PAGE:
Friday, June 15, 2012

Do low taxes promote growth and prevent crises?

We missed this article a couple of weeks ago from Martin Wolf in the FT, but it is a good one, looking at the debate (may we say hysteria?) in the United States over tax levels.

Wolf says these are 'second or even third order issues.' Why does he say this? Well, take a look at a couple of graphs: this one, for instance:

Now that shows no clear relationship. If you squint, and focus obsessively on those three outlying points, you might want to try and argue that the line slopes downwards - though it doesn't (and if you were to strip out those three apparent outliers, it would slope upwards.) And Wolf says:
"The spread in the average tax ratio is quite large, at 26 per cent of GDP, from Japan to Denmark. It is even quite surprising that such a spread seems to have no effect on economic performance."
So how does this picture shape up over time? Well, in a picture:

Even more unarguable: The line is flat. There is a striking outlier here - and that is Ireland. And who would model their economy on the Ireland model these days? Wolf summarises:
"There is no relation between the share of government revenue and the rate of growth of real output per head (that is, productivity) over the 1989-2011 period. The “regression line” is flat. We see low tax countries with low productivity growth (Japan) and high tax countries with high productivity growth (Finland and Sweden)."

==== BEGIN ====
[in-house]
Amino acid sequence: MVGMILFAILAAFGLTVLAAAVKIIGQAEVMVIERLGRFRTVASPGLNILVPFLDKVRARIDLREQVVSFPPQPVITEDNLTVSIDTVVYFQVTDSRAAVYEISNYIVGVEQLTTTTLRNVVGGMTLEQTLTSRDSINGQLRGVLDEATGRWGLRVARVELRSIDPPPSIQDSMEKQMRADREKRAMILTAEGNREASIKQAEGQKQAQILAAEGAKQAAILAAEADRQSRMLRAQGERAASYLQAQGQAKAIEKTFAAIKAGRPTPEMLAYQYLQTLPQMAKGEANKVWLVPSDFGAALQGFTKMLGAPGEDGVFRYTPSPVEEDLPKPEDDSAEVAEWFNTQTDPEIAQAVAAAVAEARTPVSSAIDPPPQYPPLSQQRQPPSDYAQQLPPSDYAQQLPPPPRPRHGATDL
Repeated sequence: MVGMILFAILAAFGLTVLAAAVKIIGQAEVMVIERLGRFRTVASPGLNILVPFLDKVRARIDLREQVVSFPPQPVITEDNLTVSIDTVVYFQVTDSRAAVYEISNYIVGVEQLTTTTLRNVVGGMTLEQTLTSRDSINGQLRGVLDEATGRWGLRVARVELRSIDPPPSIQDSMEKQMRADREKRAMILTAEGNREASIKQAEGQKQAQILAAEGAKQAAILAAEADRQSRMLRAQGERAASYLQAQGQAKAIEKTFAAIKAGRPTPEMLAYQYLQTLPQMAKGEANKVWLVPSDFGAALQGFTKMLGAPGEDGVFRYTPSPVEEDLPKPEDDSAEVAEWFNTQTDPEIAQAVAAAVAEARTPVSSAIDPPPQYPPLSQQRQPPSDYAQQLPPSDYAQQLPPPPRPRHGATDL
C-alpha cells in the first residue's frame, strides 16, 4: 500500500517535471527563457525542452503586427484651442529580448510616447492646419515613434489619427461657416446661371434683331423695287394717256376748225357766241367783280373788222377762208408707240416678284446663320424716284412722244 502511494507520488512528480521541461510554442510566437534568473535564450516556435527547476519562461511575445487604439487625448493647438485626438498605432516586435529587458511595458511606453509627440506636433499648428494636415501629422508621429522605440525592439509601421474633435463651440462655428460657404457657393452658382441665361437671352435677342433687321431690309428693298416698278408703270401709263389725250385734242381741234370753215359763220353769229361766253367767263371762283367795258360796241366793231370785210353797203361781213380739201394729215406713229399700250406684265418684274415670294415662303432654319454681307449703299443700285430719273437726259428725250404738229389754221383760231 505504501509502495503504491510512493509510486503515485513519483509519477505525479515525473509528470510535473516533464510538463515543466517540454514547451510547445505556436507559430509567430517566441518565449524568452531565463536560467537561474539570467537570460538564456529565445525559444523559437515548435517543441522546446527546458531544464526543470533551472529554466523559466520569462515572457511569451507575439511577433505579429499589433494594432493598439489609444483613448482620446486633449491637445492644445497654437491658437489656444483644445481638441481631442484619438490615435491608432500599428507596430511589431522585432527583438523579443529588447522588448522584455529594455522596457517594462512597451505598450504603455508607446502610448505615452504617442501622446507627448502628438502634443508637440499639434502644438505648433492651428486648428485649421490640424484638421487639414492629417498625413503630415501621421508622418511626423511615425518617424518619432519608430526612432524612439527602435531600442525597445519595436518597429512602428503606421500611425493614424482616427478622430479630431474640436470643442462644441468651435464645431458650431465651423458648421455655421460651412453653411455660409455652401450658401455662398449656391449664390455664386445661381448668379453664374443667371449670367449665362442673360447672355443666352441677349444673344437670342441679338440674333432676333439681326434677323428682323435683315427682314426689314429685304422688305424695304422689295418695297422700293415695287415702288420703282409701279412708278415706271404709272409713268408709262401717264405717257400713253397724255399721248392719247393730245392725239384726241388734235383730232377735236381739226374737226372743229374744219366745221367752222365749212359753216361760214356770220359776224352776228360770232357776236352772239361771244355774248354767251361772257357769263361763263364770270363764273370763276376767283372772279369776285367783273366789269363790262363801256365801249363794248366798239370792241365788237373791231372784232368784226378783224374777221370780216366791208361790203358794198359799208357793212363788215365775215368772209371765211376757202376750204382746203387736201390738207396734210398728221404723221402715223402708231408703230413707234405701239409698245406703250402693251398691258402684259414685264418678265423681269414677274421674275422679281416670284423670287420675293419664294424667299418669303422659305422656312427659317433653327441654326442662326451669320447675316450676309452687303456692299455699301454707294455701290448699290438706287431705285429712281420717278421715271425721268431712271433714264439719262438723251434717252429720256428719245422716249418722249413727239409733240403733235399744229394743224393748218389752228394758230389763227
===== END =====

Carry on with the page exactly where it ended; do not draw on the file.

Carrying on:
Not only that - and Wolf doesn't get into this - but these graphs look only at average GDP per head; it does not address the issue of inequality. If we were to plot median income per head, or some other measure that takes better account of inequality and the lives of ordinary people, it seems only reasonable to expect that the low-tax countries, which are more unequal, with wealth piled up at the top 1 percent, would perform worse than in these graphs, and the lines would therefore slope upwards. (When we get some time, we'll dig up what data we can find on this.)

And then he points to the fact that the countries of Europe which have the highest shares of taxes in their economies are the most crisis-free ones, while the low-tax economies such as Ireland, Italy and Spain, are the most crisis-hit. The crisis is clearly not one of welfare states.

Wolf adds:
"The conclusion to be drawn is that a tax burden within the range of 30 per cent to 55 per cent of GDP) tells one nothing about a country’s economic performance. It is far more a reflection of different social preferences about the role of the state. What matters far more are culture, quality of institutions, including law, levels of education, quality of businesses, openness to trade, strength of competition and so forth."
There is no rocket science here - reputable economists have known this for a long time.

Hat tip: here, via here.


Anonymous Anonymous said...

What if the relationship is nonlinear?

10:05 am  
Anonymous Mark Randall @ tax help said...

This means that if we were to lower our taxes, we also could be in a deep crisis?

10:12 am  

Post a Comment

<< Home